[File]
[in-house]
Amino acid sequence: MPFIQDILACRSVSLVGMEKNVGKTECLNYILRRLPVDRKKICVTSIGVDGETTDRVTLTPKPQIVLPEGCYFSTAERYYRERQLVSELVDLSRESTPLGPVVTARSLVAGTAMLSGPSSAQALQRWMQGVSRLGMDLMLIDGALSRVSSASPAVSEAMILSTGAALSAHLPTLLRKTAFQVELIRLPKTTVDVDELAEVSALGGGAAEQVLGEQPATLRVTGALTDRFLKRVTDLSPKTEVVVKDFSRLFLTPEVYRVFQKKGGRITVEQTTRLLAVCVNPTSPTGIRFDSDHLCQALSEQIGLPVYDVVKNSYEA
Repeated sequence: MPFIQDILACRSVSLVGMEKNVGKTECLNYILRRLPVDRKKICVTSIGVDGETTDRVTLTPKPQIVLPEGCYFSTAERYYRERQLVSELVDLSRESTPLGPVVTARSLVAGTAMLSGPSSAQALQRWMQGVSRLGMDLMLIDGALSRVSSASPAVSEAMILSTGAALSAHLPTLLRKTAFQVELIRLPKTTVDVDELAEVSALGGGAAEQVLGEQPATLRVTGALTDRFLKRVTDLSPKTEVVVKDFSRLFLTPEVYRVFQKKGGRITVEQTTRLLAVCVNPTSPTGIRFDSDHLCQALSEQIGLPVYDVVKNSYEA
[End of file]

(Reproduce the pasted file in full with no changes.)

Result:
[in-house]
Amino acid sequence: MPFIQDILACRSVSLVGMEKNVGKTECLNYILRRLPVDRKKICVTSIGVDGETTDRVTLTPKPQIVLPEGCYFSTAERYYRERQLVSELVDLSRESTPLGPVVTARSLVAGTAMLSGPSSAQALQRWMQGVSRLGMDLMLIDGALSRVSSASPAVSEAMILSTGAALSAHLPTLLRKTAFQVELIRLPKTTVDVDELAEVSALGGGAAEQVLGEQPATLRVTGALTDRFLKRVTDLSPKTEVVVKDFSRLFLTPEVYRVFQKKGGRITVEQTTRLLAVCVNPTSPTGIRFDSDHLCQALSEQIGLPVYDVVKNSYEA
Repeated sequence: MPFIQDILACRSVSLVGMEKNVGKTECLNYILRRLPVDRKKICVTSIGVDGETTDRVTLTPKPQIVLPEGCYFSTAERYYRERQLVSELVDLSRESTPLGPVVTARSLVAGTAMLSGPSSAQALQRWMQGVSRLGMDLMLIDGALSRVSSASPAVSEAMILSTGAALSAHLPTLLRKTAFQVELIRLPKTTVDVDELAEVSALGGGAAEQVLGEQPATLRVTGALTDRFLKRVTDLSPKTEVVVKDFSRLFLTPEVYRVFQKKGGRITVEQTTRLLAVCVNPTSPTGIRFDSDHLCQALSEQIGLPVYDVVKNSYEA